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When Guys Are Good Friends, It’s Complicated

A few months ago, my husband, Jake, and his best friend were walking along the river in Philadelphia, deep in conversation. The friend had his hand on Jake’s shoulder. A car suddenly stopped. A group of teenagers yelled out, “FAGGOTS!” and screeched away.

That’s one problem men confront when trying to be close friends.

When straight men are asked who’s their best friend, most will answer, “My wife.” When women are asked the same question, most will say it’s another woman, says Hank Mandel, producer of a new indie documentary in which he also appears. Released in April, “Five Friends” opens with the words of early American writer and philosopher Elbert Hubbard, who said: “When you die, if you’ve got five real friends, you’ve had a great life.”

The film’s overall message is positive, as it describes the difficulties men experience when having non-sexual, intimate friendships with other men. Mandel, a 65-year-old retired Connecticut banker, serves as the film’s guide and is seen conversing with his five best friends, interspersed with commentary by SUNY Stony Brook sociologist Michael Kimmel and Alan Frow, a Southern California pastor and expert in cross-cultural male relationships.

The film has been shown to men’s groups across the country. Mandel and the film’s director, Erik Santiago, have also created a discussion workbook that encourages men to expand their ideas of how close male friendships develop. Church groups have been particularly receptive to the film, and it has even been shown at Catholic seminaries, Mandel says. He would like for the film to screen at synagogue men’s clubs, as well.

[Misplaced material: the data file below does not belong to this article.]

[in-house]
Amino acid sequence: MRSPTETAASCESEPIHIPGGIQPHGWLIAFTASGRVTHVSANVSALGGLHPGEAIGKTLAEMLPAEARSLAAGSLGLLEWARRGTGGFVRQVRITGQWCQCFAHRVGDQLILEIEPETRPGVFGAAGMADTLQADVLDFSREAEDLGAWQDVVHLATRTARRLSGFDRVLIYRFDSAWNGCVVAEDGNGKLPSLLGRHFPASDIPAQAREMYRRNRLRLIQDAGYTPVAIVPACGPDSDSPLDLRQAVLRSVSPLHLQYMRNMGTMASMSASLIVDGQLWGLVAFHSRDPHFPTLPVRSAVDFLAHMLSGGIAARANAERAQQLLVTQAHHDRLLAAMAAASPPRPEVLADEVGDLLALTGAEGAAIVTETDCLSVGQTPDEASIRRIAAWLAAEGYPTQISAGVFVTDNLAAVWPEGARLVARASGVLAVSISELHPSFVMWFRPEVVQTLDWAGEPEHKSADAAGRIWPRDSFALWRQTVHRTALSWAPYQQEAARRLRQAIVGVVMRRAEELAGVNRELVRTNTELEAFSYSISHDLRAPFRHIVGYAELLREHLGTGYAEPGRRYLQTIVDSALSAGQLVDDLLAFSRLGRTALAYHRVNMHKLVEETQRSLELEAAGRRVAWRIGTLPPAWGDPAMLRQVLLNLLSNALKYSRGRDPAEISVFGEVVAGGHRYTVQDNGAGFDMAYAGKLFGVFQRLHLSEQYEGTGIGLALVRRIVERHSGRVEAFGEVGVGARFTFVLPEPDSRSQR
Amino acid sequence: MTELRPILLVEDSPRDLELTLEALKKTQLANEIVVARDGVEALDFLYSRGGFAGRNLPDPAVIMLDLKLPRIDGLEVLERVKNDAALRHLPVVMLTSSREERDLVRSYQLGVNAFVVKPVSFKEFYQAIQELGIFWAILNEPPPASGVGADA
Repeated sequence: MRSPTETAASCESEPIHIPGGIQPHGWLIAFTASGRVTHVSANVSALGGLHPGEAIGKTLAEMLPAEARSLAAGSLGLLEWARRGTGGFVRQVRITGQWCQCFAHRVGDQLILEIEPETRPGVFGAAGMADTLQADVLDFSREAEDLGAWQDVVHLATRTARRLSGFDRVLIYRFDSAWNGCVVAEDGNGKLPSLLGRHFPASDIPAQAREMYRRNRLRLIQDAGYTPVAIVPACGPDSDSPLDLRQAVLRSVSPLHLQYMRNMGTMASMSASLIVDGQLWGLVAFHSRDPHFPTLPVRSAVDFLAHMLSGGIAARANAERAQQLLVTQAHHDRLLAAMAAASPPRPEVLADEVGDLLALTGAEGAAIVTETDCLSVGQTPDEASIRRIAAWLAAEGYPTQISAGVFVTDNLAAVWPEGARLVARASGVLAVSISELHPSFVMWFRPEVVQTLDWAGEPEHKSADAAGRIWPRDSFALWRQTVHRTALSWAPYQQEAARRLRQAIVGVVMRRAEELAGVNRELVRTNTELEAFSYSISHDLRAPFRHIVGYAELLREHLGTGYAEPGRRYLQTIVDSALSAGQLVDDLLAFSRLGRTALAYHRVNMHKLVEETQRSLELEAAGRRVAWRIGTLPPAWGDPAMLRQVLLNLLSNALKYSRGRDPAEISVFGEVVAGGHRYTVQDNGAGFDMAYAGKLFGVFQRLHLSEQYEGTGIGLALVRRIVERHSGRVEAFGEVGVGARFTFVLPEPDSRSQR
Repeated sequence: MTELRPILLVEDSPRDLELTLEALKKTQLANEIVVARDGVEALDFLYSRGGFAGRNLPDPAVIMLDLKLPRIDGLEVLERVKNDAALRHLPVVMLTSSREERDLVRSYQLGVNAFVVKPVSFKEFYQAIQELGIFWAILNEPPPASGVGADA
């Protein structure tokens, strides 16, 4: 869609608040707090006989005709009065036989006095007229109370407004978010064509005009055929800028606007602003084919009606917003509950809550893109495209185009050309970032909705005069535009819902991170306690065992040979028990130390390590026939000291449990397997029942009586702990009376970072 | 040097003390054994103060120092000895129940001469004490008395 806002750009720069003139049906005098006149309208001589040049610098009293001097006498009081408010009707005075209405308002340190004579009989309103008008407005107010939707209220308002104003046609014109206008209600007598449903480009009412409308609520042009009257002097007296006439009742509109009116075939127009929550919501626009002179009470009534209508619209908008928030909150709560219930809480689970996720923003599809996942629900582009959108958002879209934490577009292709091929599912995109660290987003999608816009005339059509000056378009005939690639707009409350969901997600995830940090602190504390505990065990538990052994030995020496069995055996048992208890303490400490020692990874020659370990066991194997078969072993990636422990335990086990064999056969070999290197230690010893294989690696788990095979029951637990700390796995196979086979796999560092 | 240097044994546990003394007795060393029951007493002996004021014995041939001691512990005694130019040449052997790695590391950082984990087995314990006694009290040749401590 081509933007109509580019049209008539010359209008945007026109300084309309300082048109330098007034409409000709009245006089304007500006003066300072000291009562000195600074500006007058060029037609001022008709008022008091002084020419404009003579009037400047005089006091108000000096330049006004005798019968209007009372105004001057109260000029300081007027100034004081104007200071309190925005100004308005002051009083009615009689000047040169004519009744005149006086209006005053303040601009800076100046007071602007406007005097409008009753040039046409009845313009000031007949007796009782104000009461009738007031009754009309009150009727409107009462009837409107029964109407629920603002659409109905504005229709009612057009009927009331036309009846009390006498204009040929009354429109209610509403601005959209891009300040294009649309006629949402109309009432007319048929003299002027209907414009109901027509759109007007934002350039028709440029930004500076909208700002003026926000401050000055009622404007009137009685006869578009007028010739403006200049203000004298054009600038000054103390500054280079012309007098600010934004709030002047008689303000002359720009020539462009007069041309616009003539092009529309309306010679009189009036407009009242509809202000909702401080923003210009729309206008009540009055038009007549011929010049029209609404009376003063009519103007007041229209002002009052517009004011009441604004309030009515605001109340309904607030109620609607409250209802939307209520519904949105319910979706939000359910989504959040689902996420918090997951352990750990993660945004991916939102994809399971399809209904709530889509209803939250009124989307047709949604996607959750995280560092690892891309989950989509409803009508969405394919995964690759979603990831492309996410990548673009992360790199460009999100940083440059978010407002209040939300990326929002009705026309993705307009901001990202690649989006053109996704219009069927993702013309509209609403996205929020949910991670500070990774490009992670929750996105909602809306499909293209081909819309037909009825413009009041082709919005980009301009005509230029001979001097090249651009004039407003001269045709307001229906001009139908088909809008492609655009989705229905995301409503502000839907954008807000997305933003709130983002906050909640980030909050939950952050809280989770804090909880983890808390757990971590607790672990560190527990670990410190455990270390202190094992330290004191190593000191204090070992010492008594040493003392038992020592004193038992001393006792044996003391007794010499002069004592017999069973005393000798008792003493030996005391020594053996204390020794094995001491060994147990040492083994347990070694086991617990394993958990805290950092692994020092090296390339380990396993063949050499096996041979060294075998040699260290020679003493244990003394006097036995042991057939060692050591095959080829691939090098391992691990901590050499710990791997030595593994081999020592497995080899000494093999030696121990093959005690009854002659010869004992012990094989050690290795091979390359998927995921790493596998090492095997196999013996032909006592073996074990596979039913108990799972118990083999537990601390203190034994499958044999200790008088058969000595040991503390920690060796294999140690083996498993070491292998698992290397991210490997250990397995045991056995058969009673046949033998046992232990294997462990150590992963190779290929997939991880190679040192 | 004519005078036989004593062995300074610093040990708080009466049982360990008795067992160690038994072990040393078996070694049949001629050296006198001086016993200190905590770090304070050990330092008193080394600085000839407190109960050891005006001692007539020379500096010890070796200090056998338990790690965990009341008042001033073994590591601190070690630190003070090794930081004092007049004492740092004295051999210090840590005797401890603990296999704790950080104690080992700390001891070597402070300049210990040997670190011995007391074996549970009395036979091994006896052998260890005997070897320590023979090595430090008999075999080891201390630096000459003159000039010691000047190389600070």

The opening of “Five Friends” describes the societal strictures men adhere to when they are with their friends: It’s okay, for example, for a man to say, “Love you,” or even better, “Love you, bro,” as in the movie “I Love You, Man,” which is excerpted in the documentary. To look at your friend and say “I love you” is not okay. Then the movie shows a clip from “Sex and the City” to demonstrate an intimate, no-holds-barred conversation among the show’s women friends.

Why the difference?

According to the film, men often feel competitive, which restricts how much they will share with another man. To discuss what’s really going on requires men to be vulnerable, honest, transparent and humble — behaviors most men worry think would brand them as weak or — heaven forbid — feminine.

Sociologist Kimmel says it’s insulting to men that their ability to have intimate friendships is seen as being in touch with their “feminine” side. Men have the same capacity as women for intimacy, he says, it’s just lying dormant because of societal pressures.

When a church men’s group in Kansas asked to see the film, Santiago quipped to Mandel, “If it plays there, it can play anywhere.” At the screening, the local men were decked out in Western duds — “you know, the 10-gallon hats, the cowboy boots, the plaid shirts,” Mandel said. In other words, these men were macho.

Surprisingly, for Mandel and Santiago, the men loved the film, and discussed it until the church building had to close.